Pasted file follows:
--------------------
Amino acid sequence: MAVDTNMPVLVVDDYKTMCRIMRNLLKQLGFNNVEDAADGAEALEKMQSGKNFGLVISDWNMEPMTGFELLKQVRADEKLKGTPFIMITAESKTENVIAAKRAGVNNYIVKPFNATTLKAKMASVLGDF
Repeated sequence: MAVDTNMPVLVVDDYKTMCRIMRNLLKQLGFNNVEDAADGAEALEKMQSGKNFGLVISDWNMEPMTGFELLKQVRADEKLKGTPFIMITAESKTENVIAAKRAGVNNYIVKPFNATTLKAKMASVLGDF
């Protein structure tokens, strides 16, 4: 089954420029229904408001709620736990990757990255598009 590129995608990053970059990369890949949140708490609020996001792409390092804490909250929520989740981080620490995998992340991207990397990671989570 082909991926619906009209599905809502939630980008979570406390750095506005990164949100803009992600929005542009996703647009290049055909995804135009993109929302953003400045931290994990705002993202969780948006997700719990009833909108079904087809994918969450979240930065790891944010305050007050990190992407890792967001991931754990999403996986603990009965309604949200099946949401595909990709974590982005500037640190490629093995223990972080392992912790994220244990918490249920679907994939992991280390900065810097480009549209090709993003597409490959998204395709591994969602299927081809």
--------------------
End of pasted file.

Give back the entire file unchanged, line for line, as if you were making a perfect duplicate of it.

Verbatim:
Amino acid sequence: MAVDTNMPVLVVDDYKTMCRIMRNLLKQLGFNNVEDAADGAEALEKMQSGKNFGLVISDWNMEPMTGFELLKQVRADEKLKGTPFIMITAESKTENVIAAKRAGVNNYIVKPFNATTLKAKMASVLGDF
Repeated sequence: MAVDTNMPVLVVDDYKTMCRIMRNLLKQLGFNNVEDAADGAEALEKMQSGKNFGLVISDWNMEPMTGFELLKQVRADEKLKGTPFIMITAESKTENVIAAKRAGVNNYIVKPFNATTLKAKMASVLGDF
């Protein structure tokens, strides 16, 4: 089954420029229904408001709620736990990757990255598009 590129995608990053970059990369890949949140708490609020996001792409390092804490909250929520989740981080620490995998992340991207990397990671989570 082909991926619906009209599905809502939630980008979570406390750095506005990164949100803009992600929005542009996703647009290049055909995804135009993109929302953003400045931290994990705002993202969780948006997700719990009833909108079904087809994918969450979240930065790891944010305050007050990190992407890792967001991931754990999403996986603990009965309604949200099946949401595909990709974590982005500037640190490629093995223990972080392992912790994220244990918490249920679907994939992991280390900065810097480009549209090709993003597409490959998204395709591994969602299927081809």